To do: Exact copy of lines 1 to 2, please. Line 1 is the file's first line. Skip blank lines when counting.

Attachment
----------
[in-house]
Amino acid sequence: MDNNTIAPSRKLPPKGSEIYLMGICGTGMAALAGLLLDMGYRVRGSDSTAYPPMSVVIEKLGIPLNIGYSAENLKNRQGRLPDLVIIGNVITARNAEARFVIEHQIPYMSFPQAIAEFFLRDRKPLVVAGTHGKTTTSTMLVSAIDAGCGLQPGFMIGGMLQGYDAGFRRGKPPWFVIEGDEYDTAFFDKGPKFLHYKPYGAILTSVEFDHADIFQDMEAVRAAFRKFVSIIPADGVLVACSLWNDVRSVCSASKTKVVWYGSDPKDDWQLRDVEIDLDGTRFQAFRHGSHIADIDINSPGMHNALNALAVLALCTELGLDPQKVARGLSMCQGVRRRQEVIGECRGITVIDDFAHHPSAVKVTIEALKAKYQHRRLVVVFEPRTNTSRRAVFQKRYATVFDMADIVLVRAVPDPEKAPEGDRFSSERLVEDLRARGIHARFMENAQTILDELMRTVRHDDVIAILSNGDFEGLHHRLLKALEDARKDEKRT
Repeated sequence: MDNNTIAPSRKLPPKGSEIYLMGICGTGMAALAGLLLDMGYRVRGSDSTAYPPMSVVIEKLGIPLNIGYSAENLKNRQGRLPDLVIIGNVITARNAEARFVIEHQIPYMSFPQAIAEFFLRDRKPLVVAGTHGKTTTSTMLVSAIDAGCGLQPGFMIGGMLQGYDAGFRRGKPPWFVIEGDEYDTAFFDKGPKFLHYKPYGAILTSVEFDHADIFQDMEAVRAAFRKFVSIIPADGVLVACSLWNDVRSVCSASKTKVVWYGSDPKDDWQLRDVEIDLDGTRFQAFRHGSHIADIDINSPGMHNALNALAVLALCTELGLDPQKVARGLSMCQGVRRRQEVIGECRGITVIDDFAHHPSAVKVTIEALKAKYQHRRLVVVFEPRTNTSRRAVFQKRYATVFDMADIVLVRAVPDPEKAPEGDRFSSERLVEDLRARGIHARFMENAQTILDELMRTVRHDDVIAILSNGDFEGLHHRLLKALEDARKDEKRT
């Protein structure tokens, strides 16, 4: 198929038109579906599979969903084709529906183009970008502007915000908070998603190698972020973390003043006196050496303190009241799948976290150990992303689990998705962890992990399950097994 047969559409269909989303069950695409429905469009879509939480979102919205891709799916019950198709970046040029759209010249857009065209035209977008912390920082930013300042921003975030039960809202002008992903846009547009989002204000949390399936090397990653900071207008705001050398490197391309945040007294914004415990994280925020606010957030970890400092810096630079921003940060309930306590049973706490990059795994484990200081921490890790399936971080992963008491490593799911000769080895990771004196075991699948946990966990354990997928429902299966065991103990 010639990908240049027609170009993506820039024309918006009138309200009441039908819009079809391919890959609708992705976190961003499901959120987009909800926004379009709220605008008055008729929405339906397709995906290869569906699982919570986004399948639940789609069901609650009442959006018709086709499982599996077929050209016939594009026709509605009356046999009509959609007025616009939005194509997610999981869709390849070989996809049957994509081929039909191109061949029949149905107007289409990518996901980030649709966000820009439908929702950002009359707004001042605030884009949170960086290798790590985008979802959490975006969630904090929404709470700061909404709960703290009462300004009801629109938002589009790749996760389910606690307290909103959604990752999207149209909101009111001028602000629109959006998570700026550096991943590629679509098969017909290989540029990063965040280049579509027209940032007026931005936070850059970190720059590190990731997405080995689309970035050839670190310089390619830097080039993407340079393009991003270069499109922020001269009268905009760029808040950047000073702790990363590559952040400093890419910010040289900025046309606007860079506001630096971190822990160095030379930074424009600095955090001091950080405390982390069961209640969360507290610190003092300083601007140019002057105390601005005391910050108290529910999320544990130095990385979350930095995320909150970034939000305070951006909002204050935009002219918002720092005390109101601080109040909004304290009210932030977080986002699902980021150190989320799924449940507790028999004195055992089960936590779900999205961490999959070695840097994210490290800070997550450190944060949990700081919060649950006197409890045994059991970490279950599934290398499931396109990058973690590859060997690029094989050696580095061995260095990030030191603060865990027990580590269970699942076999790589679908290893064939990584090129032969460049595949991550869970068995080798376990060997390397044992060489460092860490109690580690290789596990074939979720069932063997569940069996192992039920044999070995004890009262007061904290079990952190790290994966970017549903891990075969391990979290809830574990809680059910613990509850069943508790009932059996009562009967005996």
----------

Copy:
[in-house]
Amino acid sequence: MDNNTIAPSRKLPPKGSEIYLMGICGTGMAALAGLLLDMGYRVRGSDSTAYPPMSVVIEKLGIPLNIGYSAENLKNRQGRLPDLVIIGNVITARNAEARFVIEHQIPYMSFPQAIAEFFLRDRKPLVVAGTHGKTTTSTMLVSAIDAGCGLQPGFMIGGMLQGYDAGFRRGKPPWFVIEGDEYDTAFFDKGPKFLHYKPYGAILTSVEFDHADIFQDMEAVRAAFRKFVSIIPADGVLVACSLWNDVRSVCSASKTKVVWYGSDPKDDWQLRDVEIDLDGTRFQAFRHGSHIADIDINSPGMHNALNALAVLALCTELGLDPQKVARGLSMCQGVRRRQEVIGECRGITVIDDFAHHPSAVKVTIEALKAKYQHRRLVVVFEPRTNTSRRAVFQKRYATVFDMADIVLVRAVPDPEKAPEGDRFSSERLVEDLRARGIHARFMENAQTILDELMRTVRHDDVIAILSNGDFEGLHHRLLKALEDARKDEKRT